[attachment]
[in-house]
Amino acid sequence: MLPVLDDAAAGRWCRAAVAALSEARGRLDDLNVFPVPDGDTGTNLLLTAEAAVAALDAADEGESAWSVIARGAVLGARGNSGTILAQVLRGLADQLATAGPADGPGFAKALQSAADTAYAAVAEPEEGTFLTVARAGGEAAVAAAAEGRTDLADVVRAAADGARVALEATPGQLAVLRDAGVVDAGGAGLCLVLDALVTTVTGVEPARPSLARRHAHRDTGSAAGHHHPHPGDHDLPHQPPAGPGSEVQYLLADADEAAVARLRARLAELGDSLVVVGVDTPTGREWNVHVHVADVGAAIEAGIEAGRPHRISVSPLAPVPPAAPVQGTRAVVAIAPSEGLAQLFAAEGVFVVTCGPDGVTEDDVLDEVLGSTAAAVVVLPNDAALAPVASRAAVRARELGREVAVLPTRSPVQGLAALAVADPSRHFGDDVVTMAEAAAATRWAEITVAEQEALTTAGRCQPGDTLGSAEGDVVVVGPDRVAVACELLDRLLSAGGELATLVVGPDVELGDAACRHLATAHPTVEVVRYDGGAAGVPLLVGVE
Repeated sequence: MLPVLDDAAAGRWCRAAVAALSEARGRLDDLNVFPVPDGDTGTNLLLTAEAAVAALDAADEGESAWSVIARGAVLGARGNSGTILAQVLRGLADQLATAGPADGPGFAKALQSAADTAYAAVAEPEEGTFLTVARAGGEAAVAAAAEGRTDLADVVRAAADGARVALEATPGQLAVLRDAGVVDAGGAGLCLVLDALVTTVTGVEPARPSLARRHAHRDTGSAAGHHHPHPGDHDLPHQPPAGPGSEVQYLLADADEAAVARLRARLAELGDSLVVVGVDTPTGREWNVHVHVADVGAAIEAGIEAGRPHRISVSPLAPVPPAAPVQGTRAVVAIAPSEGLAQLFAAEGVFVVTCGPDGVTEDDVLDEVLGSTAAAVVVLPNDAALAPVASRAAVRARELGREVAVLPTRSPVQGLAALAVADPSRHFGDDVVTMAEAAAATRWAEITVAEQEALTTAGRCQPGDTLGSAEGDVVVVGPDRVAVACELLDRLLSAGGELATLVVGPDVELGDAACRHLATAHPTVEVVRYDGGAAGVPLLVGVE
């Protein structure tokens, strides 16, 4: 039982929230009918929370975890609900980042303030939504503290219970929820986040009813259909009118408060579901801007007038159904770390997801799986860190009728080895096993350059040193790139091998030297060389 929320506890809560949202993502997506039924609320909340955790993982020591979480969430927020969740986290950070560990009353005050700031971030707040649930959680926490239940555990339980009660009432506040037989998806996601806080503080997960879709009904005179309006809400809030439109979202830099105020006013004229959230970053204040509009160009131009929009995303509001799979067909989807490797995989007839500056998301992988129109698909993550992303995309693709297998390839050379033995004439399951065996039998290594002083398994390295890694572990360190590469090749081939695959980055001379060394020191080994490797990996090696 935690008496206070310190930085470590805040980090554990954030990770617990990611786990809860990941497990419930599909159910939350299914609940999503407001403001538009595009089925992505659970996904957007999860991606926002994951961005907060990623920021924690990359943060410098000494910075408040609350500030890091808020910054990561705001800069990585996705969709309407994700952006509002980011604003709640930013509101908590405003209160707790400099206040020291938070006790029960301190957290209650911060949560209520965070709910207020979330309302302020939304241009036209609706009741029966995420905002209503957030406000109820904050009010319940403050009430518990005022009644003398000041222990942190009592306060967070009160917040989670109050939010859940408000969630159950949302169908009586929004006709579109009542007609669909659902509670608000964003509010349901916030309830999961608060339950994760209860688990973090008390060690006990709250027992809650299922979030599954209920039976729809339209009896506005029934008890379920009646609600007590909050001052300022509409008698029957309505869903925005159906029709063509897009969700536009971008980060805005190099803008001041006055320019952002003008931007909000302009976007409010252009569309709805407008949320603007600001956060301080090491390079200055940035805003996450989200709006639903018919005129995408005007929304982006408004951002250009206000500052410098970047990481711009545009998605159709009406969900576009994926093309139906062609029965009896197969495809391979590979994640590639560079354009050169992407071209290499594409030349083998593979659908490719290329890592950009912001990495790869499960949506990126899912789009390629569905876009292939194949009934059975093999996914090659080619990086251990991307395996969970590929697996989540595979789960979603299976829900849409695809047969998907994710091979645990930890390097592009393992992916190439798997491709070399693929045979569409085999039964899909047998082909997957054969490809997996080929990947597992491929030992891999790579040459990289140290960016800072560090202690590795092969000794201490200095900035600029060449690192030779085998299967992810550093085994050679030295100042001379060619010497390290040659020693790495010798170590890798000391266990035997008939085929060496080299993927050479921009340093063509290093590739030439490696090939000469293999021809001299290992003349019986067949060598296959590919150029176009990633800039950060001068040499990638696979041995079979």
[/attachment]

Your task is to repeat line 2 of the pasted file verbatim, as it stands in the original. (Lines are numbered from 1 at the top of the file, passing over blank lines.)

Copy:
Amino acid sequence: MLPVLDDAAAGRWCRAAVAALSEARGRLDDLNVFPVPDGDTGTNLLLTAEAAVAALDAADEGESAWSVIARGAVLGARGNSGTILAQVLRGLADQLATAGPADGPGFAKALQSAADTAYAAVAEPEEGTFLTVARAGGEAAVAAAAEGRTDLADVVRAAADGARVALEATPGQLAVLRDAGVVDAGGAGLCLVLDALVTTVTGVEPARPSLARRHAHRDTGSAAGHHHPHPGDHDLPHQPPAGPGSEVQYLLADADEAAVARLRARLAELGDSLVVVGVDTPTGREWNVHVHVADVGAAIEAGIEAGRPHRISVSPLAPVPPAAPVQGTRAVVAIAPSEGLAQLFAAEGVFVVTCGPDGVTEDDVLDEVLGSTAAAVVVLPNDAALAPVASRAAVRARELGREVAVLPTRSPVQGLAALAVADPSRHFGDDVVTMAEAAAATRWAEITVAEQEALTTAGRCQPGDTLGSAEGDVVVVGPDRVAVACELLDRLLSAGGELATLVVGPDVELGDAACRHLATAHPTVEVVRYDGGAAGVPLLVGVE